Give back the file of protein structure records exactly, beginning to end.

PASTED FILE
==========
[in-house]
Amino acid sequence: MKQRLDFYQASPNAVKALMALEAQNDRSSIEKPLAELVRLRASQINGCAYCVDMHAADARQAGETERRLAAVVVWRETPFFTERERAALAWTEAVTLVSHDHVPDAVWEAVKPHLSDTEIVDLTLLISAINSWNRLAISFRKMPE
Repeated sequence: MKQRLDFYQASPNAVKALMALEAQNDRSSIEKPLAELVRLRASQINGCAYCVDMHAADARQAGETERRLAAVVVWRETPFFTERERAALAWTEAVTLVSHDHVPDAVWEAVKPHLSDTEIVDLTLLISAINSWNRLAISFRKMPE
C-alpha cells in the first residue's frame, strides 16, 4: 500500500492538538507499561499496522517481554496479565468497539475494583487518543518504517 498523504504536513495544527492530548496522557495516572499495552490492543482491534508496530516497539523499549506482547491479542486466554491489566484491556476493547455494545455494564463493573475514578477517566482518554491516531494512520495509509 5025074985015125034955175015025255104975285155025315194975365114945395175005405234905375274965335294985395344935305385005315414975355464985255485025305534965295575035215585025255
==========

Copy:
[in-house]
Amino acid sequence: MKQRLDFYQASPNAVKALMALEAQNDRSSIEKPLAELVRLRASQINGCAYCVDMHAADARQAGETERRLAAVVVWRETPFFTERERAALAWTEAVTLVSHDHVPDAVWEAVKPHLSDTEIVDLTLLISAINSWNRLAISFRKMPE
Repeated sequence: MKQRLDFYQASPNAVKALMALEAQNDRSSIEKPLAELVRLRASQINGCAYCVDMHAADARQAGETERRLAAVVVWRETPFFTERERAALAWTEAVTLVSHDHVPDAVWEAVKPHLSDTEIVDLTLLISAINSWNRLAISFRKMPE
C-alpha cells in the first residue's frame, strides 16, 4: 500500500492538538507499561499496522517481554496479565468497539475494583487518543518504517 498523504504536513495544527492530548496522557495516572499495552490492543482491534508496530516497539523499549506482547491479542486466554491489566484491556476493547455494545455494564463493573475514578477517566482518554491516531494512520495509509 5025074985015125034955175015025255104975285155025315194975365114945395175005405234905375274965335294985395344935305385005315414975355464985255485025305534965295575035215585025255